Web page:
- The Washington Times - Monday, April 21, 2014

A Washington-brokered deal to ease tensions in Ukraine faltered Monday as pro-Russia gunmen refused to leave government buildings in eastern Ukraine and Russia’s foreign minister accused Kiev of allowing anti-Moscow extremists to run rampant.

Vice President Joseph R. Biden arrived in the Ukrainian capital with a bipartisan delegation of U.S. lawmakers to show support for struggling pro-Western leaders and to push a strategy that U.S. officials hope might ween the nation off Russian natural gas. Mr. Biden is the highest-ranking American official to visit Kiev since the crisis began.

Obama administration officials said Mr. Biden would deliver a message of “national unity” during meetings Tuesday with leaders of the pro-Western interim government.

A key focus of the visit, however, will be a strategy of “reverse flow,” essentially an attempt by Washington to get natural gas pumping into Ukraine from the West rather than from Russia.

One senior administration official said a U.S. team was on the ground to determine whether reverse flow could work to Ukraine’s advantage. The team, the official said, will travel to Slovakia, Poland and Hungary to “help address the issue of reversing the flow of natural gas to provide Ukraine with some measure of short-term supply of natural gas as they look to replenish their stores.”

The strategy is likely to fuel anger in Moscow, whose economic leverage in neighboring Ukraine has long been rooted in Kiev’s dependence on Russian gas.

Leaders of Gazprom, Russia’s state-owned gas monopoly, said in recent weeks that pumping gas from European Union nations into Ukraine is illegal if not physically impossible.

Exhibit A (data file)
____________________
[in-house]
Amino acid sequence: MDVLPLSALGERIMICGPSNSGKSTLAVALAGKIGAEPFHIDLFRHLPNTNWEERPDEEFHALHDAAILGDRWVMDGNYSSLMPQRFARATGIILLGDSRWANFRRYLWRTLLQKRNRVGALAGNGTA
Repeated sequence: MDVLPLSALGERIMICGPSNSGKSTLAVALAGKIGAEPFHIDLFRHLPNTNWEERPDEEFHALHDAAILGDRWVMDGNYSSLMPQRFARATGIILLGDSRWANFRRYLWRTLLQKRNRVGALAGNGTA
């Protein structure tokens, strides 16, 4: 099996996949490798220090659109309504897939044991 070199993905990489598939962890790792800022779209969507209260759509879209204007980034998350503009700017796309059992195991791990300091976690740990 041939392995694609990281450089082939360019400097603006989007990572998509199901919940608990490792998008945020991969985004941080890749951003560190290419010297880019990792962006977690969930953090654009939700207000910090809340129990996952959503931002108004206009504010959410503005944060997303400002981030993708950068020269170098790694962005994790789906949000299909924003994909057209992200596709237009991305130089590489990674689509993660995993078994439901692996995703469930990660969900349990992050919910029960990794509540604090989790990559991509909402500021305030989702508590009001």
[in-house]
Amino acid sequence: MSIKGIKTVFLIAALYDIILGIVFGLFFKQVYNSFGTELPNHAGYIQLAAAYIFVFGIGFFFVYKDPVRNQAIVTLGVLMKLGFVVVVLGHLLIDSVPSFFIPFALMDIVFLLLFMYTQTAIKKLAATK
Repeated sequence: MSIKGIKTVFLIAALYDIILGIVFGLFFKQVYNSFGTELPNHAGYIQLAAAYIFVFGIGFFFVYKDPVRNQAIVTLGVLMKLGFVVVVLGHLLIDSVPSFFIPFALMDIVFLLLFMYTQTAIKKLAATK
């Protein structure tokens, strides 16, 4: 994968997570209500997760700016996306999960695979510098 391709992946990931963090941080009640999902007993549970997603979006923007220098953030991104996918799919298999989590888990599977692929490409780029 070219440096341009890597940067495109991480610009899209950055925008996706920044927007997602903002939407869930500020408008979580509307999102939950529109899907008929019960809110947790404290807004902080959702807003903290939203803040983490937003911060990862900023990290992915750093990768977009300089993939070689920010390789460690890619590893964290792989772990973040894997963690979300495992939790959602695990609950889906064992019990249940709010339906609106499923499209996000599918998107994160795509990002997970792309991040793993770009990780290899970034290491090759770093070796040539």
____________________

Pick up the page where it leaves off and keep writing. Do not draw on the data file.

Obama administration officials said Mr. Biden also plans to encourage Ukrainian leaders to implement a Geneva Agreement that Secretary of State John F. Kerry helped broker over the weekend between Russia and Ukraine to prevent a full-blown civil war in Ukraine.

The agreement, reached after an exhaustive round of talks in Switzerland, called for Kiev and Moscow to persuade all illegally armed groups operating in Ukraine to lay down their weapons. It also called for pro-Russia separatists in eastern Ukraine to cede control of several government buildings they have been occupying for two weeks.

Despite the deal, pro-Russia separatists showed no signs of budging from their positions, including in Donetsk, eastern Ukraine’s biggest city. The separatists have declared an independent “people’s republic” in the city and appointed themselves to government posts.

Their ultimate goal is to secede from Ukraine, be effectively annexed into Russia or simply achieve a kind of heightened autonomy from Kiev and its Western-leading government.

Washington’s attempts to ease tensions have been hampered by the outbreak of fresh violence in the east.

Three people reportedly were killed Sunday in a clash between pro- and anti-Russian groups in the city of Slavyansk, just north of Donetsk.

Russian leaders were quick to blame the violence on Kiev, saying the government was failing to keep its promise to rein in extremist and Ukrainian nationalist groups in the region.